Totally fascinating long-form article. Haggis had been a Scientologist for decades, but quit when the religion backed the anti-gay Prop 8.
Paul Haggis Vs. the Church of Scientology : The New Yorker
During our conversations, we spoke about some events that had stained the reputation of the church while he was a member. For example, there was the death of Lisa McPherson, a Scientologist who died after a mental breakdown, in 1995. She had rear-ended a car in Clearwater, Florida—where Scientology has its spiritual headquarters—and then stripped off her clothes and wandered naked down the street. She was taken to a hospital, but, in the company of several other Scientologists, she checked out, against doctors’ advice. (The church considers psychiatry an evil profession.) McPherson spent the next seventeen days being subjected to church remedies, such as doses of vitamins and attempts to feed her with a turkey baster. She became comatose, and she died of a pulmonary embolism before church members finally brought her to the hospital. The medical examiner in the case, Joan Wood, initially ruled that the cause of death was undetermined, but she told a reporter, “This is the most severe case of dehydration I’ve ever seen.” The State of Florida filed charges against the church. In February, 2000, under withering questioning from experts hired by the church, Wood declared that the death was “accidental.” The charges were dropped and Wood resigned.
Haggis said that, at the time, he had chosen not to learn the details of McPherson’s death. “I had such a lack of curiosity when I was inside,” Haggis said. “It’s stunning to me, because I’m such a curious person.” He said that he had been “somewhere between uninterested in looking and afraid of looking.” His life was comfortable, he liked his circle of friends, and he didn’t want to upset the balance. It was also easy to dismiss people who quit the church. As he put it, “There’s always disgruntled folks who say all sorts of things.” He was now ashamed of this willed myopia, which, he noted, clashed with what he understood to be the ethic of Scientology: “Hubbard says that there is a relationship between knowledge, responsibility, and control, and as soon as you know something you have a responsibility to act. And, if you don’t, shame on you.”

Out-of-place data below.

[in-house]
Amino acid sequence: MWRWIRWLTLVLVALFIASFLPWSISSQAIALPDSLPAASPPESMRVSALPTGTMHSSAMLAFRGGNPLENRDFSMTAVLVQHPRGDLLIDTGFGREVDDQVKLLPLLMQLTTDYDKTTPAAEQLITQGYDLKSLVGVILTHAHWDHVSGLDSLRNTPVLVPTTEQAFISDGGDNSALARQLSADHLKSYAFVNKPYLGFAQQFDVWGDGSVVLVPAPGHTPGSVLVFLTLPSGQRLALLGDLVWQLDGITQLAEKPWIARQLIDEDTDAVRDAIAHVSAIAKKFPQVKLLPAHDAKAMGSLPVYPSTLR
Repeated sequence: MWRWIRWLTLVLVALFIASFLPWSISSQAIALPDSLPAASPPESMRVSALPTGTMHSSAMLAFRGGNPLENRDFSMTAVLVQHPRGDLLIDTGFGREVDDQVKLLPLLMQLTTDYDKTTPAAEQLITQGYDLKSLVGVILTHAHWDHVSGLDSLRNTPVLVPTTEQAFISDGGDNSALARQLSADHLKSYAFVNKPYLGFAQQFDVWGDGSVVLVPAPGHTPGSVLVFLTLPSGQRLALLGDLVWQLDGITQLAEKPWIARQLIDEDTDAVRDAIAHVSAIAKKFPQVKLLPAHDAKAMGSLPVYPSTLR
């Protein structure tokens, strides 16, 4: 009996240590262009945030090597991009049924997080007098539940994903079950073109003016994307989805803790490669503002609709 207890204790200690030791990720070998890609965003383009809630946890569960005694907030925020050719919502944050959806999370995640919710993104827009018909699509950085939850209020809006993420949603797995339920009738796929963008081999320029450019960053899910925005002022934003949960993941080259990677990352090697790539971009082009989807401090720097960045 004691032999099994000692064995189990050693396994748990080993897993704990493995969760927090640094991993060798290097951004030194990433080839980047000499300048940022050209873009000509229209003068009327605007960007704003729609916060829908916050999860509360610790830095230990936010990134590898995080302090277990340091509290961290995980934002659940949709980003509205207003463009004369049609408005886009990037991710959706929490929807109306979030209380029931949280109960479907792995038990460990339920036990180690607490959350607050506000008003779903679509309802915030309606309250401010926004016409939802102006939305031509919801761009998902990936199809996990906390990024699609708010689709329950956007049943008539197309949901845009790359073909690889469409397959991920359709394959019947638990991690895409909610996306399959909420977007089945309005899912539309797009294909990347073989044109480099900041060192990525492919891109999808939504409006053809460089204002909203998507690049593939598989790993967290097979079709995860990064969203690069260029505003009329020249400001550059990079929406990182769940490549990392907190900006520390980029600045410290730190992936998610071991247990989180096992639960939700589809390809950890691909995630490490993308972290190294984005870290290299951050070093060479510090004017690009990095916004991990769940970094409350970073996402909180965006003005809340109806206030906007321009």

Since resigning, Haggis had been wondering why it took him so long to leave. In an e-mail exchange, I noted that higher-level Scientologists are supposed to be free of neuroses and allergies, and resistant to the common cold. “Dianetics” also promises heightened powers of intelligence and perception. Haggis had told me that he fell far short of this goal. “Did you feel it was your fault?” I asked. Haggis responded that, because the auditing took place over a number of years, it was easy to believe that he might actually be smarter and wiser because of it, just as that might be true after years of therapy. “It is all so subjective, how is one supposed to know?” he wrote. “How does it feel to be smarter today than you were two months ago? . . . But yes, I always felt false.”